InI’ll start with one piece of advice: give this album time. I’ve been spending time with the whole of Ghostpoet’s discography over the last week or so due to a #LockdownChallenge I set myself on Twitter, and one thing I have learnt is that his albums, if you give them the time they deserve rather than a quick cursory listen, will sneak up on you until the point that you become addicted. I’ve been trying to figure out why they take their time to grow rather than being immediate hits. Maybe it’s because, with such a slick and cool vocal delivery, it can be easy to miss the messages and meanings that are at the heart of Ghostpoet’s music. I Grow Tired has more to say than any of his previous works, but it might not be obvious immediately.
The first hurdle I had to get over was that, on the first few listens, this album does have a lot in common with Dark Days And Canapes, the only Ghostpoet record I knew previously. Sonically, that is. It has the same dense instrumentation, the dark and almost dystopian soundscapes. It melds together elements of trip-hop, hip-hop, and alt-rock in the same way that the last record does. I have since, through my #LockdownChallenge, learnt that his sound has varied a great deal over his career. But my initial feeling about the latest album was that I wasn’t sure I needed it when I already had Dark Days And Canapes.
But remember what I said at the start: give this album time. It was on one of my many early morning lockdown walks when this album really clicked for me. Listening to ‘Black Dog Got Silver Eyes’ I was suddenly struck by the lines ‘You’re giddy in hate/But when is it enough?/It’s more than enough/And now it feels enough’. They sent a little chill up my spine. I think it was the fact that I was listening closely, the music directly in my ears rather than playing on the speakers while I worked, that made me take in what he was saying here rather than just enjoy the sounds while ignoring the meaning. And suddenly all of the album’s intentions opened up. ‘Rats In A Sack’ is the next song on the list, and is one that had already stood out to me, but now I was paying real attention to it’s ‘out means out’ chorus and it’s anger at the many wrongs in British society in recent years. Hiding behind that cool exterior is a real, powerful protest song.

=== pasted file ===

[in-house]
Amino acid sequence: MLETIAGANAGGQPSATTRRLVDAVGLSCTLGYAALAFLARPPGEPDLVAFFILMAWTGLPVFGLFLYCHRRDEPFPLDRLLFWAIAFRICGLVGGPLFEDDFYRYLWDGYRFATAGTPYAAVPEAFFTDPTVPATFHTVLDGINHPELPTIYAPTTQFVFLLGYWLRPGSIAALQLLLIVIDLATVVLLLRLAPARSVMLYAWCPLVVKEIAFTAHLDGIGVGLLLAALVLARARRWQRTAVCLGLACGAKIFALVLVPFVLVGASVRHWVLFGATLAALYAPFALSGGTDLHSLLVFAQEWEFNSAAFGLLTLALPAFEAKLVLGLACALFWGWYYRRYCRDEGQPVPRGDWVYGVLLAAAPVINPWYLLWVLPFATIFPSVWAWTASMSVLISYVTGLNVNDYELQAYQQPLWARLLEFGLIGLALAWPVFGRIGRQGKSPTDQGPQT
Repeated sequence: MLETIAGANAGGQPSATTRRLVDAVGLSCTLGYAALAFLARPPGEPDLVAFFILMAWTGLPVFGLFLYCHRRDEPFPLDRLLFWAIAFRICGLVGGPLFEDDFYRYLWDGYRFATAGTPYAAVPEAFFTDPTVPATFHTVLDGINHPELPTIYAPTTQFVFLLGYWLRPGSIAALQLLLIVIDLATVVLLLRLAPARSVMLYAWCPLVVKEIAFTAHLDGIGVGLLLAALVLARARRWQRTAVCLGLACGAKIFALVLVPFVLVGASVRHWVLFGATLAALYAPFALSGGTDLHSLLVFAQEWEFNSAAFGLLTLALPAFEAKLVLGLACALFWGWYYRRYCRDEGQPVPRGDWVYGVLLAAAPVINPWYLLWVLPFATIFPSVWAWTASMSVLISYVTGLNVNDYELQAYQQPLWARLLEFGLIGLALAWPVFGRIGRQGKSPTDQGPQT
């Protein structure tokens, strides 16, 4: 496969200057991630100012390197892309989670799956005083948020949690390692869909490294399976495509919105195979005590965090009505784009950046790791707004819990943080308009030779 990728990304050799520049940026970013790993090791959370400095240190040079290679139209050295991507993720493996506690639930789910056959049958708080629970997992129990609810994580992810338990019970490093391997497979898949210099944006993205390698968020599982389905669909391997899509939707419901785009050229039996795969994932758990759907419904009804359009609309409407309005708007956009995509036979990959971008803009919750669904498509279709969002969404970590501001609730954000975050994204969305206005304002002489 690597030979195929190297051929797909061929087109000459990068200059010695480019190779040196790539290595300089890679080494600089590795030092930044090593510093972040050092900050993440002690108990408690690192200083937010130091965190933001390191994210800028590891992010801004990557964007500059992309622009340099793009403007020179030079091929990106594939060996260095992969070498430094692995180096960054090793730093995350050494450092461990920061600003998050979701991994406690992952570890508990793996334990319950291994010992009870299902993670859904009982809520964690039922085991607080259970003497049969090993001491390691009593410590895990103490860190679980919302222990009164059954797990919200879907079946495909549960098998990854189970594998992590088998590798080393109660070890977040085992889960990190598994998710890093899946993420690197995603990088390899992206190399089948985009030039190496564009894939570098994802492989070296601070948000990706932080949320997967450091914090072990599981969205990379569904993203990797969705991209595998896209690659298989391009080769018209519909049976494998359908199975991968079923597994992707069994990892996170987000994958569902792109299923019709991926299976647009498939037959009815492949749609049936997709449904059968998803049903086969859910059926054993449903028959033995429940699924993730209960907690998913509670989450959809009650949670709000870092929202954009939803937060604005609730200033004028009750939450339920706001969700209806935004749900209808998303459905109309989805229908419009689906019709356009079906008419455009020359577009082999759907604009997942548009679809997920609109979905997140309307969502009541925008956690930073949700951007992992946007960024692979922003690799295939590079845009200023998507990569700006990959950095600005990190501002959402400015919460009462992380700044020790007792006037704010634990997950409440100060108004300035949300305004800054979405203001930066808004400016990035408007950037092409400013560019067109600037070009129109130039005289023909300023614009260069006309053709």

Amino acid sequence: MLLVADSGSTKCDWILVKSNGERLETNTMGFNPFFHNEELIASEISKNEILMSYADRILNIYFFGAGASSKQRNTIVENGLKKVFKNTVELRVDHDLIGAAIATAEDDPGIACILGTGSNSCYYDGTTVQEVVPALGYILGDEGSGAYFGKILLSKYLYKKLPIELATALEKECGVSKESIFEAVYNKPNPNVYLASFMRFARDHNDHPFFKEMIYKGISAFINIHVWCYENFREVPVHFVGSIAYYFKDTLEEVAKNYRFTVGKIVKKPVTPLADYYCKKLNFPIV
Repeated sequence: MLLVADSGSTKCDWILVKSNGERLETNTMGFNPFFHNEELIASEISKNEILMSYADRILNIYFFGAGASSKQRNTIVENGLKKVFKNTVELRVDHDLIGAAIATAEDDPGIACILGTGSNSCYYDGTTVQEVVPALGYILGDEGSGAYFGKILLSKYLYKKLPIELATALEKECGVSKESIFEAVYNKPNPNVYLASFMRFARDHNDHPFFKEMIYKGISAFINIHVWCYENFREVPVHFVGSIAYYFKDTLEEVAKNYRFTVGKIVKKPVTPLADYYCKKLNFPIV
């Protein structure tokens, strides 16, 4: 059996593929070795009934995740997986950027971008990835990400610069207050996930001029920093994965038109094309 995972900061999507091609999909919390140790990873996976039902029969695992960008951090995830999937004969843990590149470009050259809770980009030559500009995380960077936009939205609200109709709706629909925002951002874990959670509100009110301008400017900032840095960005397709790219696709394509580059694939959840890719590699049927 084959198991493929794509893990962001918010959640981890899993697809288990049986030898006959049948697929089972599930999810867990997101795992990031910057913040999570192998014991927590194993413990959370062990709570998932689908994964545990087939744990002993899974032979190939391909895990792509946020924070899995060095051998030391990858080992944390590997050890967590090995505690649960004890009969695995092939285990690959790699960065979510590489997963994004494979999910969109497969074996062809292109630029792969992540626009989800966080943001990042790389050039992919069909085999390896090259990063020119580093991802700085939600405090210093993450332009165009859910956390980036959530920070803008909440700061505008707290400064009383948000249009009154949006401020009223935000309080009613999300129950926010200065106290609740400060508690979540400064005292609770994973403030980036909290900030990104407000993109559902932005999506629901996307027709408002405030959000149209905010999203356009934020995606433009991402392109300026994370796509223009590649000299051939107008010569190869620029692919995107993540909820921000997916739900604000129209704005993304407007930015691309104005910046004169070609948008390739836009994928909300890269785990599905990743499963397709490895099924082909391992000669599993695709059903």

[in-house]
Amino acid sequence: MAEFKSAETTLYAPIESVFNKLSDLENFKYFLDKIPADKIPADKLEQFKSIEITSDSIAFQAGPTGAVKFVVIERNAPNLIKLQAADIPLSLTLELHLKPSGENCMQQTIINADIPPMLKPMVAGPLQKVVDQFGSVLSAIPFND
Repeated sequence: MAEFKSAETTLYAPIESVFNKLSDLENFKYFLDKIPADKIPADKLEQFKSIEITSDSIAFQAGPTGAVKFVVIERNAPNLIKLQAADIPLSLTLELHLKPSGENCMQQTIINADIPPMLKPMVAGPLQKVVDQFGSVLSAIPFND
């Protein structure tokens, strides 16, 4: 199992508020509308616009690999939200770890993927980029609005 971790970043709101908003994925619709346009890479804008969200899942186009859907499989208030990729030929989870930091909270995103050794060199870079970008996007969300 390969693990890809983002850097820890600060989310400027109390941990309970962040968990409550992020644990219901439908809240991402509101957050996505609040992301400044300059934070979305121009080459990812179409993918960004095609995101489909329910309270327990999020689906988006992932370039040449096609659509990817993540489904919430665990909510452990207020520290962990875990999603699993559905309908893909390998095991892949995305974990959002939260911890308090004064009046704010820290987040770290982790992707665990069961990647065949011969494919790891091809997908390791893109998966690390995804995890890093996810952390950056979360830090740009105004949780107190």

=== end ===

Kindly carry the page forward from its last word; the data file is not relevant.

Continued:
With my attention now firmly grasped by this album, suddenly Covid-19 was no longer the only all-consuming thing to focus on. Following George Floyd’s murder in the US the #BlackLivesMatter protests broke out. I have already spoken about how consumed I have been by this in a previous article, but what I didn’t mention was how Ghostpoet’s music, and particularly this album, have become my soundtrack to recent events. ‘Nowhere to Hide Now’ speaks specifically of ‘bombs…goin’ on/Bodies in the streets, panic in the pipes/Screaming fills the air, it’s going down tonight’. The title song, and for me the best song on the album, talks of its writer’s anger at waiting ‘until life becomes fair’ and being exhausted by the weight of the world but being too scared to sleep because ‘who knows what will await if I fall too deep.’ It talks of ‘a mission’ and ‘taking a stand.’
And then, most prescient of all, is ‘Social Lacerations’, the album’s closing song. Opening with the lines ‘Unbelievable/We’re not critical/Precious lives we lead/Don’t mean shit to them’ – almost the exact message of the #BlackLivesMatter movement. Although, of course, prescient is not the right word. Because what Ghostpoet is writing and singing about here is nothing new, just because it has suddenly exploded onto our screens on a daily basis. These are the injustices that people have been living with forever, and on I Grow Tired But Dare Not Fall Asleep Ghostpoet brings these struggles into vivid, chilling focus.
So I urge you on one final occasion: give this album time. The slick delivery belies one of the most important releases of 2020 if you don’t do the work to look past it. Having spent so much time with Ghostpoet’s music over the last month, I can confidently say that he is a hugely underappreciated artist. Maybe, hopefully, this will be the album that brings him to an even bigger audience. It deserves to. It is the best work of his career so far.
Words by Fran Slater
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